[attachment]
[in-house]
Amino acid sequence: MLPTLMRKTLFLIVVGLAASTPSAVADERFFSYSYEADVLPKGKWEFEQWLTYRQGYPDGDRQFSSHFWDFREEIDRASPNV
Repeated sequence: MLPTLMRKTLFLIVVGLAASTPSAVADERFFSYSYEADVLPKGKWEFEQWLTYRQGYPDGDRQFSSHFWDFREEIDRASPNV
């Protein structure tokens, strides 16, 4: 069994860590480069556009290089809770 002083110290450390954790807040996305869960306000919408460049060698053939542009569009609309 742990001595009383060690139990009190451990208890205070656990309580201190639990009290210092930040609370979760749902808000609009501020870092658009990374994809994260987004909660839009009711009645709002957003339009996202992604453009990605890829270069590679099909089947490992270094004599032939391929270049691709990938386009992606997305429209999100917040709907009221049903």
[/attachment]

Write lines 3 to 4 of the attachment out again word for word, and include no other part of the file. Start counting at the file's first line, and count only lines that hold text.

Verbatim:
Repeated sequence: MLPTLMRKTLFLIVVGLAASTPSAVADERFFSYSYEADVLPKGKWEFEQWLTYRQGYPDGDRQFSSHFWDFREEIDRASPNV
């Protein structure tokens, strides 16, 4: 069994860590480069556009290089809770 002083110290450390954790807040996305869960306000919408460049060698053939542009569009609309 742990001595009383060690139990009190451990208890205070656990309580201190639990009290210092930040609370979760749902808000609009501020870092658009990374994809994260987004909660839009009711009645709002957003339009996202992604453009990605890829270069590679099909089947490992270094004599032939391929270049691709990938386009992606997305429209999100917040709907009221049903």